Websites success, failure may give clue to how humans balance talent and experience

September 12th, 2008 - 5:58 pm ICT by ANI  

London, September 12 (ANI): An Indian-origin researcher at the University of California in Los Angeles says that the age-old problem as to whether talent or experience matters most may be solved by analysing the rise and fall of websites.
Vwani Roychowdhury bases his suggestion on the fact that the success or failure of websites depends upon millions of human decisions.
He feels that it may be possible to quantify the balance between talent and experience on the web.
He and his colleagues Joseph Kong and Nima Sarshar from the University of Regina in Canada showed this by using “web crawlers” to visit some 22 million web pages once a month for a year.
Each time the researchers visited a page, they recorded the number of other pages that link to it: its “in-degree”.
The team found that the pages they deemed “winners”, those with an in-degree value more than 1000, were not all old, well-established pages that started the year with a high in-degree and high traffic, as they had expected.
Web pages that had not existed when the year began accounted for just under half of the winners, displacing an equal number of older, more established pages in the process.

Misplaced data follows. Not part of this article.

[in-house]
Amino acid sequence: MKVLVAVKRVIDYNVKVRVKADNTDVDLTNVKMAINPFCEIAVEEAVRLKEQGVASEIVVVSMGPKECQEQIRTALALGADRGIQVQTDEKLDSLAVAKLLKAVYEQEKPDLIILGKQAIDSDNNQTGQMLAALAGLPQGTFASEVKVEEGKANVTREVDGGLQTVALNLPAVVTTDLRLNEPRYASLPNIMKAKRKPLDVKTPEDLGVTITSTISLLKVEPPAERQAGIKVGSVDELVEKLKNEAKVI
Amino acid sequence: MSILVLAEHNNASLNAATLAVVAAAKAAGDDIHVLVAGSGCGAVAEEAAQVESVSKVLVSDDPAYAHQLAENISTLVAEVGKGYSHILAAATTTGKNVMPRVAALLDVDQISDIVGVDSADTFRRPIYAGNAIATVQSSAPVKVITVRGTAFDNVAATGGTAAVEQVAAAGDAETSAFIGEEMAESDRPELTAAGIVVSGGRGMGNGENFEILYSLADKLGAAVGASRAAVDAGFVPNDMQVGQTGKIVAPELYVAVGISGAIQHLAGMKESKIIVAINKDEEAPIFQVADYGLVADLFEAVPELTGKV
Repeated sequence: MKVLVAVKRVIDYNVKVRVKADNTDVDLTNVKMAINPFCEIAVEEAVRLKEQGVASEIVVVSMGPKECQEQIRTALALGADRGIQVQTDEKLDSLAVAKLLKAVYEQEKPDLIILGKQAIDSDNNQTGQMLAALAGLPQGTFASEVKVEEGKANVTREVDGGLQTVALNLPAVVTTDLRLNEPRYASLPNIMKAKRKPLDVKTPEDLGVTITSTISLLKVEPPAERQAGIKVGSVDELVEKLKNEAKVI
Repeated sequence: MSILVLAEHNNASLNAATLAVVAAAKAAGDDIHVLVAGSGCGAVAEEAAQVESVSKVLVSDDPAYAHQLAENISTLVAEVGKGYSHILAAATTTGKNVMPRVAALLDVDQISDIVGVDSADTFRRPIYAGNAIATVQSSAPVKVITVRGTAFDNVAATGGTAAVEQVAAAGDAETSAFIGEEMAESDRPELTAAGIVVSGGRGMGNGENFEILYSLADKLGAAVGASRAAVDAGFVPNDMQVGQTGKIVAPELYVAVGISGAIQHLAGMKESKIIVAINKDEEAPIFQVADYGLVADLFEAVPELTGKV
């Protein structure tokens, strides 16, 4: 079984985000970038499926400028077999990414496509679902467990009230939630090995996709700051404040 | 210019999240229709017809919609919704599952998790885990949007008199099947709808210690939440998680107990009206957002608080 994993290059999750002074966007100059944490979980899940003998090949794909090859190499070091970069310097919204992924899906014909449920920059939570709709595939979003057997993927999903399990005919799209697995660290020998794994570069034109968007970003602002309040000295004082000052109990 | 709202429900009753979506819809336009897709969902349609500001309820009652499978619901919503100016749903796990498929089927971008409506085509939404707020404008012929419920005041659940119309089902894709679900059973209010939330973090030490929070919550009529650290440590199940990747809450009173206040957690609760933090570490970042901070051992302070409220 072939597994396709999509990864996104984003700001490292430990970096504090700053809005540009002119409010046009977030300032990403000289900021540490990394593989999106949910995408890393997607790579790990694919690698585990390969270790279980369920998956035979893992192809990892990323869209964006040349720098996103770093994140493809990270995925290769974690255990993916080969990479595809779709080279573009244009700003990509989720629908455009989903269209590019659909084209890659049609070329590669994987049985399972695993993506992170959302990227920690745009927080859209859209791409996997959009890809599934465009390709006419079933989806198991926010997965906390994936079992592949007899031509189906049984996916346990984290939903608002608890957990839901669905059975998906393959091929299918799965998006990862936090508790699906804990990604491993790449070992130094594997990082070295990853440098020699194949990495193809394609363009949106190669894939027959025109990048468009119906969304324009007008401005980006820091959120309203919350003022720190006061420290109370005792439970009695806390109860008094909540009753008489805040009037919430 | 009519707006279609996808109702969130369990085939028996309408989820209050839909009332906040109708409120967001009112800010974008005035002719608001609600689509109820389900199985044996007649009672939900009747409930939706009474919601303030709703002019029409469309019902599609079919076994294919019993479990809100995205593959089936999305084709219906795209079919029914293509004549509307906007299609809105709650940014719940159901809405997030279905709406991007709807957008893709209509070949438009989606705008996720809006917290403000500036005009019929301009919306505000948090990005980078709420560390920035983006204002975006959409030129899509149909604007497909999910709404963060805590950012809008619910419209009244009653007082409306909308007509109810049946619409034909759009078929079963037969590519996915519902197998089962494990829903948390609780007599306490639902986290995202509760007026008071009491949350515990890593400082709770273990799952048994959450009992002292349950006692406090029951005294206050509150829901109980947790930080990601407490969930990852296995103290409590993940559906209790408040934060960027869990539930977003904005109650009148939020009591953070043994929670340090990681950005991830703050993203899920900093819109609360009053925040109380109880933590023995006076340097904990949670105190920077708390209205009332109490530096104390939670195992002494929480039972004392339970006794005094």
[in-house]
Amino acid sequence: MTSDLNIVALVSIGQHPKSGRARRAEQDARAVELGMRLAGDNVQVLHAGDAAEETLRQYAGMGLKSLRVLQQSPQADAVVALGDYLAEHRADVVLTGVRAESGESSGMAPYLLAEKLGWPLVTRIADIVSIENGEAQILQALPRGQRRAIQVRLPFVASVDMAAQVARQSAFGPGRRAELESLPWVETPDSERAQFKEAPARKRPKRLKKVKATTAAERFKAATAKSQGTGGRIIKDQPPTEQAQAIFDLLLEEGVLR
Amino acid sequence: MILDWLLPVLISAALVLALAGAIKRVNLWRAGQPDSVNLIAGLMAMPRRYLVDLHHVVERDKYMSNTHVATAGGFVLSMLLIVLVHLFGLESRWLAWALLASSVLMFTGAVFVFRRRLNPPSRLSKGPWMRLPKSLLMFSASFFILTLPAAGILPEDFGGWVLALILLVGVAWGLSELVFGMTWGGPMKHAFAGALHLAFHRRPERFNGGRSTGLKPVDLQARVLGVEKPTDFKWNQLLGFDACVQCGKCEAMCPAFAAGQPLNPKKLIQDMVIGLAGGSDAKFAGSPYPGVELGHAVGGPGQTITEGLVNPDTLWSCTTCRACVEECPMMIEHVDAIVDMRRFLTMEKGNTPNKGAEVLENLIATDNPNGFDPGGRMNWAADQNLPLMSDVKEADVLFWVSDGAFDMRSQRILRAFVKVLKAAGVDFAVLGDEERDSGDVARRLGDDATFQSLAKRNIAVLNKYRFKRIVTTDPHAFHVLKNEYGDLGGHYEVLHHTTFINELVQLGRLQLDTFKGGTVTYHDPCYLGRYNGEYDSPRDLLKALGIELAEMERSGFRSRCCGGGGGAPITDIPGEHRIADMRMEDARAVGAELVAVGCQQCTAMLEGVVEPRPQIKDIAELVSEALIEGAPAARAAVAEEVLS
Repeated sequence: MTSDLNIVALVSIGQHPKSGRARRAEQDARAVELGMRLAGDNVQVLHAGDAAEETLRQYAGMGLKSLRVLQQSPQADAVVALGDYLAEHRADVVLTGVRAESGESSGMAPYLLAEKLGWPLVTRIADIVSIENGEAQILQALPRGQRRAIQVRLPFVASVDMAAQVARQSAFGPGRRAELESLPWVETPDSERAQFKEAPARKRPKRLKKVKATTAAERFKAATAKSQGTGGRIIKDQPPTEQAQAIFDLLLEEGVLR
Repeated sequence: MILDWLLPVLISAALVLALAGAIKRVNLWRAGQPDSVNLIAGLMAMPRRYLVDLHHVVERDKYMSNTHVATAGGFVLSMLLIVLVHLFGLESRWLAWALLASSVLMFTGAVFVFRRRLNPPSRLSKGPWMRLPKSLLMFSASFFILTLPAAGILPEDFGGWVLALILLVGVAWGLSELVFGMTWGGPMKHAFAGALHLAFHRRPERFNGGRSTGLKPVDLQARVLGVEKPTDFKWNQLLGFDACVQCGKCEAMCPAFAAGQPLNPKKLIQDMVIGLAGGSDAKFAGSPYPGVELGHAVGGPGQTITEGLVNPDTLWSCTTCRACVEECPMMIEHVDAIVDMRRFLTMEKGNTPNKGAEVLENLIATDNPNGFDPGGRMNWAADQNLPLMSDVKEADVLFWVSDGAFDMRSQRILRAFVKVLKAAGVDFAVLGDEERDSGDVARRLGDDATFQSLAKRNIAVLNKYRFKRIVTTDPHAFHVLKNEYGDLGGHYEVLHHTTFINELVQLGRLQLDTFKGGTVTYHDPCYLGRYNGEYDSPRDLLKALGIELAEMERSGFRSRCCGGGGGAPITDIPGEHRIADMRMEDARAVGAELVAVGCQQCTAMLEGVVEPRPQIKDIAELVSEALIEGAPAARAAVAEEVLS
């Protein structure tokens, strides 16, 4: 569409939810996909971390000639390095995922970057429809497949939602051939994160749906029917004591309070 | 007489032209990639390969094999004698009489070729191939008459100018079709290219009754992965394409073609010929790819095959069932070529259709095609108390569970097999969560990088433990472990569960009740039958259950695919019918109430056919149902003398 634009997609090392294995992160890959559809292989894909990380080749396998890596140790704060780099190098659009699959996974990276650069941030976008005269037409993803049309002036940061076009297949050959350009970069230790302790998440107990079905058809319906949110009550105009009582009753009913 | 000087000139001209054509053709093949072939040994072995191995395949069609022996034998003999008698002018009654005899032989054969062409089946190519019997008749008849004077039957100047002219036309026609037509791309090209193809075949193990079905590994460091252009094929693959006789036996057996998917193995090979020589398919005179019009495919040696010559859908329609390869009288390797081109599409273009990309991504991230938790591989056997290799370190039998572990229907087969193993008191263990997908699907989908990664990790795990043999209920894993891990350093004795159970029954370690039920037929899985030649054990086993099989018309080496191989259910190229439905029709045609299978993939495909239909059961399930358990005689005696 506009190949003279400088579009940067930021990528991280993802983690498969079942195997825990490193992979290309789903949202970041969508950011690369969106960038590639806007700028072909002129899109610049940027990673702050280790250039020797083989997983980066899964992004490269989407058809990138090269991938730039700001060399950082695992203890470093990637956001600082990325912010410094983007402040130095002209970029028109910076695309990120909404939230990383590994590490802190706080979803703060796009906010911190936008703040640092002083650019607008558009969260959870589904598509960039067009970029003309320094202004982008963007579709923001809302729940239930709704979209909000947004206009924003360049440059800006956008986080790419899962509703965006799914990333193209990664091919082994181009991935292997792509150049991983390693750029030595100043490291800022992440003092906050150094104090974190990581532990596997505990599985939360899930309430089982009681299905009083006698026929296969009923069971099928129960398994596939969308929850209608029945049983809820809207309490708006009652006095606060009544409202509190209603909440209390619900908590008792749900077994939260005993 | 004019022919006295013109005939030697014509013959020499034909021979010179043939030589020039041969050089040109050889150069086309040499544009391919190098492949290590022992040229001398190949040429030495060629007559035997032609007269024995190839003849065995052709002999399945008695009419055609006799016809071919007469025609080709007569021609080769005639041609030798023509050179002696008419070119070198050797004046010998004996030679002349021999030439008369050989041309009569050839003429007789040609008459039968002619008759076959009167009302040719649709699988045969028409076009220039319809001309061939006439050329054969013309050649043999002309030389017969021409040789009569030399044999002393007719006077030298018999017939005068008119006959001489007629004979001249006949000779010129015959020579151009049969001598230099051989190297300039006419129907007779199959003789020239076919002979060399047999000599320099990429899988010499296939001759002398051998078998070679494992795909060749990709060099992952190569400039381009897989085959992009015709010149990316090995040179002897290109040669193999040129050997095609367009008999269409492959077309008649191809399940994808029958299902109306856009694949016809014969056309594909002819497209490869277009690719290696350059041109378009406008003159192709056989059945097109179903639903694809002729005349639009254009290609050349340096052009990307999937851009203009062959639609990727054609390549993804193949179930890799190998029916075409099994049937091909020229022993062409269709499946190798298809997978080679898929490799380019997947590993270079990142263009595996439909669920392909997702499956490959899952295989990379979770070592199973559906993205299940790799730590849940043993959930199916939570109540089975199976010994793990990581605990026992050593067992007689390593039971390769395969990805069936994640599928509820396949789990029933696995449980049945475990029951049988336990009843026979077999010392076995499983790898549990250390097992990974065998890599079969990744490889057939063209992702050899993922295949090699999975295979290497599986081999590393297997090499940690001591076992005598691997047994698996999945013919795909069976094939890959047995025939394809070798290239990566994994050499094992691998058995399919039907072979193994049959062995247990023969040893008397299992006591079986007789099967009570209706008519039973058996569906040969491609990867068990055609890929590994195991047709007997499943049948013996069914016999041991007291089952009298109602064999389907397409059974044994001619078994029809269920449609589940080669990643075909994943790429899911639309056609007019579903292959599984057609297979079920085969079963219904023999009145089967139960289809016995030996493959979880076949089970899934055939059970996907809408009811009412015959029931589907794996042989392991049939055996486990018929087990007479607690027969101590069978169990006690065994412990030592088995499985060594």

That proportion remained the same even when the bar for success was raised, suggesting there is a general tendency for young websites to out-compete established websites half the time.
Roychowdhury said that the new pages could only pull themselves up from nowhere because of the quality of their content.
He said that they were pages with “talent”, able to compete against those with more “experience”.
Talent versus experience is difficult to document in a society. But what we show is that on the web it can be documented in terms of page popularity and newborn pages become more popular than older established pages on a regular basis,” New Scientist magazine quoted him as saying.
According to him, the web’’s success may be due to the roughly 50:50 balance between experience and talent that allows constant renewal without anarchy.
He even sees similarities in US politics.
“The fact that Obama got the nomination over Clinton is a testimony to the way a society rarely but consistently gives a thumbs up to talent over experience,” he said.
Roychowdhury believes that the new style of analysis may help search engines improve results.
A research article describing the study has been published in the journal Proceedings of the National Academy of Sciences. (ANI)

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